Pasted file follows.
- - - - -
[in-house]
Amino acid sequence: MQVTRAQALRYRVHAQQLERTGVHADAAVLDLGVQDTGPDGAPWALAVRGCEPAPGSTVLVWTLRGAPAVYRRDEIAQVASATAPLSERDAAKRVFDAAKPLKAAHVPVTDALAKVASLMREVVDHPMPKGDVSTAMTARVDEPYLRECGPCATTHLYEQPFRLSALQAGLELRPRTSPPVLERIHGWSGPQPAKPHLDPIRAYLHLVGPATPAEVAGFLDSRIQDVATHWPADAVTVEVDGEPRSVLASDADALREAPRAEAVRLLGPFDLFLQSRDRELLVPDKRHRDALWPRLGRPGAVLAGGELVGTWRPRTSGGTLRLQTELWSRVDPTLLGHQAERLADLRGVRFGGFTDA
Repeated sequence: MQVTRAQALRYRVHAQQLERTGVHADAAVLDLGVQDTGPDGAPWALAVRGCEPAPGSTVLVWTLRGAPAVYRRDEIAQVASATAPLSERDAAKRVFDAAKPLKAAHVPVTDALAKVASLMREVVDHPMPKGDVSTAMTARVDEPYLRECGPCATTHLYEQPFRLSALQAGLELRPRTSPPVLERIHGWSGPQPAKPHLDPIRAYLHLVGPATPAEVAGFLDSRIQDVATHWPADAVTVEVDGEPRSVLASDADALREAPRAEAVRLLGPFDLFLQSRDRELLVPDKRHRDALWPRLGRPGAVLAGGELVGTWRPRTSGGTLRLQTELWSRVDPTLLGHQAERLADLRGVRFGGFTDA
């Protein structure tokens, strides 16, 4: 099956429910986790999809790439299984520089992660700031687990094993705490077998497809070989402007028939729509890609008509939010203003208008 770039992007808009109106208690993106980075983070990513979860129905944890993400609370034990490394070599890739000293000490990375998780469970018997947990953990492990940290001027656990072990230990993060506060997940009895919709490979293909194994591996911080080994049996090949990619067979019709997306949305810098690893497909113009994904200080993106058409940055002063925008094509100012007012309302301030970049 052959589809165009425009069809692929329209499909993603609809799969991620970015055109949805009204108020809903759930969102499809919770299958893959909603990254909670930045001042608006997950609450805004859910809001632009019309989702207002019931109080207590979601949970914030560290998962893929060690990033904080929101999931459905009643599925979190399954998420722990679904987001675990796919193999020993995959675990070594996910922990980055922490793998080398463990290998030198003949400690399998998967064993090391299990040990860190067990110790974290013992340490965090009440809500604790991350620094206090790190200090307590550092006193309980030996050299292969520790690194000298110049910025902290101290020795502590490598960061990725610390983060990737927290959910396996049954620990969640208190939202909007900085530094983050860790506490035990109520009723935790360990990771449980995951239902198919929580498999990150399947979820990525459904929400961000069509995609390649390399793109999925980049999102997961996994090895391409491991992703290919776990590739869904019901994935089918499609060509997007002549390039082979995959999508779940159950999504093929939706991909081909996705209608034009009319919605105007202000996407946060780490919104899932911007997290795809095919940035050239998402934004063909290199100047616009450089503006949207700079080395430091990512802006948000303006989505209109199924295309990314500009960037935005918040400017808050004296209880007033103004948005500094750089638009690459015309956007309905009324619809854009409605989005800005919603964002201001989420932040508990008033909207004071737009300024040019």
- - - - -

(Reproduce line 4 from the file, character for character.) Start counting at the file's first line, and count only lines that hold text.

């Protein structure tokens, strides 16, 4: 099956429910986790999809790439299984520089992660700031687990094993705490077998497809070989402007028939729509890609008509939010203003208008 770039992007808009109106208690993106980075983070990513979860129905944890993400609370034990490394070599890739000293000490990375998780469970018997947990953990492990940290001027656990072990230990993060506060997940009895919709490979293909194994591996911080080994049996090949990619067979019709997306949305810098690893497909113009994904200080993106058409940055002063925008094509100012007012309302301030970049 052959589809165009425009069809692929329209499909993603609809799969991620970015055109949805009204108020809903759930969102499809919770299958893959909603990254909670930045001042608006997950609450805004859910809001632009019309989702207002019931109080207590979601949970914030560290998962893929060690990033904080929101999931459905009643599925979190399954998420722990679904987001675990796919193999020993995959675990070594996910922990980055922490793998080398463990290998030198003949400690399998998967064993090391299990040990860190067990110790974290013992340490965090009440809500604790991350620094206090790190200090307590550092006193309980030996050299292969520790690194000298110049910025902290101290020795502590490598960061990725610390983060990737927290959910396996049954620990969640208190939202909007900085530094983050860790506490035990109520009723935790360990990771449980995951239902198919929580498999990150399947979820990525459904929400961000069509995609390649390399793109999925980049999102997961996994090895391409491991992703290919776990590739869904019901994935089918499609060509997007002549390039082979995959999508779940159950999504093929939706991909081909996705209608034009009319919605105007202000996407946060780490919104899932911007997290795809095919940035050239998402934004063909290199100047616009450089503006949207700079080395430091990512802006948000303006989505209109199924295309990314500009960037935005918040400017808050004296209880007033103004948005500094750089638009690459015309956007309905009324619809854009409605989005800005919603964002201001989420932040508990008033909207004071737009300024040019």